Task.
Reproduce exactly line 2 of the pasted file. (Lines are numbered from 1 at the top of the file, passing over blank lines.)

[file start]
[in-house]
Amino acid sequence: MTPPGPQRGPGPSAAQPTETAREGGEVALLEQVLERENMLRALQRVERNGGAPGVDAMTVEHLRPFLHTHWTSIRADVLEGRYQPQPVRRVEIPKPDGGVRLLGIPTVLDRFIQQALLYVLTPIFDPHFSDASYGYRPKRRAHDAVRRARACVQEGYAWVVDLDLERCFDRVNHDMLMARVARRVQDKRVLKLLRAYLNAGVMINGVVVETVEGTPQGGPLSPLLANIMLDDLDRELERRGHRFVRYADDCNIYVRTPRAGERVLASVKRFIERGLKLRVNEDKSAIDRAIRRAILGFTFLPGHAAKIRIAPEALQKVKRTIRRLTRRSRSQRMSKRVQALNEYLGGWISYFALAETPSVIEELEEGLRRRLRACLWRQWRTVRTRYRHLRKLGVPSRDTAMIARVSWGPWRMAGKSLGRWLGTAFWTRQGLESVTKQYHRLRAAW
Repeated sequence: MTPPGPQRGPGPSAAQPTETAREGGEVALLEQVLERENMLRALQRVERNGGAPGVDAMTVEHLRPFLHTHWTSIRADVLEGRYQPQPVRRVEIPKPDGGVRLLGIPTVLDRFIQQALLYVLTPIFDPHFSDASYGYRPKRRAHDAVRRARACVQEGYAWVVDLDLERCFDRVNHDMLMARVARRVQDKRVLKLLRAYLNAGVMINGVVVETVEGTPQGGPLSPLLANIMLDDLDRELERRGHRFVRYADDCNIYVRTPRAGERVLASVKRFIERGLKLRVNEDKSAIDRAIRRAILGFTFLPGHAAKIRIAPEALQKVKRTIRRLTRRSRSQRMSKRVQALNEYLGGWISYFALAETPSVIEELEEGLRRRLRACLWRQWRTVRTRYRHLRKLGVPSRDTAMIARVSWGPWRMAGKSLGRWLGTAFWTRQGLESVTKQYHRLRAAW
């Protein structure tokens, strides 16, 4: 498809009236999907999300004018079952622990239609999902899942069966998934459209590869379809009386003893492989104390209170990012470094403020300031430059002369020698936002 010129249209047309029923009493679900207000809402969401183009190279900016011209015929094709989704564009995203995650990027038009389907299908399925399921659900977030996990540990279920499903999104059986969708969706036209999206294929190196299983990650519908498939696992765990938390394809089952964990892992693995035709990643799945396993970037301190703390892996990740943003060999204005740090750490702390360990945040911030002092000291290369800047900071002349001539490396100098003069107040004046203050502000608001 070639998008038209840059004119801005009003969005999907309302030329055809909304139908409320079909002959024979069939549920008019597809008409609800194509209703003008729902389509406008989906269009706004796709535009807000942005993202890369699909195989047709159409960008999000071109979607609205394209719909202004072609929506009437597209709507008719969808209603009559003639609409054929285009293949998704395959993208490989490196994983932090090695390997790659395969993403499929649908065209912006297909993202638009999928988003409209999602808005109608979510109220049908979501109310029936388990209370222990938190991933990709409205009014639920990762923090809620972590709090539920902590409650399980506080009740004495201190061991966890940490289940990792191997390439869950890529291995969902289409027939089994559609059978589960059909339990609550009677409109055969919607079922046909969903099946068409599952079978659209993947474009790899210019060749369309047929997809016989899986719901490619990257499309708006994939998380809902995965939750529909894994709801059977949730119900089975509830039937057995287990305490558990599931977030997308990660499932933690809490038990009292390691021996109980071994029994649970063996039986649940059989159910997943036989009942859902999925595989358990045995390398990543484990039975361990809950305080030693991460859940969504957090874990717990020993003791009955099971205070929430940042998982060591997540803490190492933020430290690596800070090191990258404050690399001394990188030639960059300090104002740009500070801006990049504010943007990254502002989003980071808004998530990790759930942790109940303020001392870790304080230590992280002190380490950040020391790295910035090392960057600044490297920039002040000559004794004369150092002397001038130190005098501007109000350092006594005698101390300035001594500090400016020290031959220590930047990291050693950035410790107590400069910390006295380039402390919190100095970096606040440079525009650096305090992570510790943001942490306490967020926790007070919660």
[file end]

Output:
Amino acid sequence: MTPPGPQRGPGPSAAQPTETAREGGEVALLEQVLERENMLRALQRVERNGGAPGVDAMTVEHLRPFLHTHWTSIRADVLEGRYQPQPVRRVEIPKPDGGVRLLGIPTVLDRFIQQALLYVLTPIFDPHFSDASYGYRPKRRAHDAVRRARACVQEGYAWVVDLDLERCFDRVNHDMLMARVARRVQDKRVLKLLRAYLNAGVMINGVVVETVEGTPQGGPLSPLLANIMLDDLDRELERRGHRFVRYADDCNIYVRTPRAGERVLASVKRFIERGLKLRVNEDKSAIDRAIRRAILGFTFLPGHAAKIRIAPEALQKVKRTIRRLTRRSRSQRMSKRVQALNEYLGGWISYFALAETPSVIEELEEGLRRRLRACLWRQWRTVRTRYRHLRKLGVPSRDTAMIARVSWGPWRMAGKSLGRWLGTAFWTRQGLESVTKQYHRLRAAW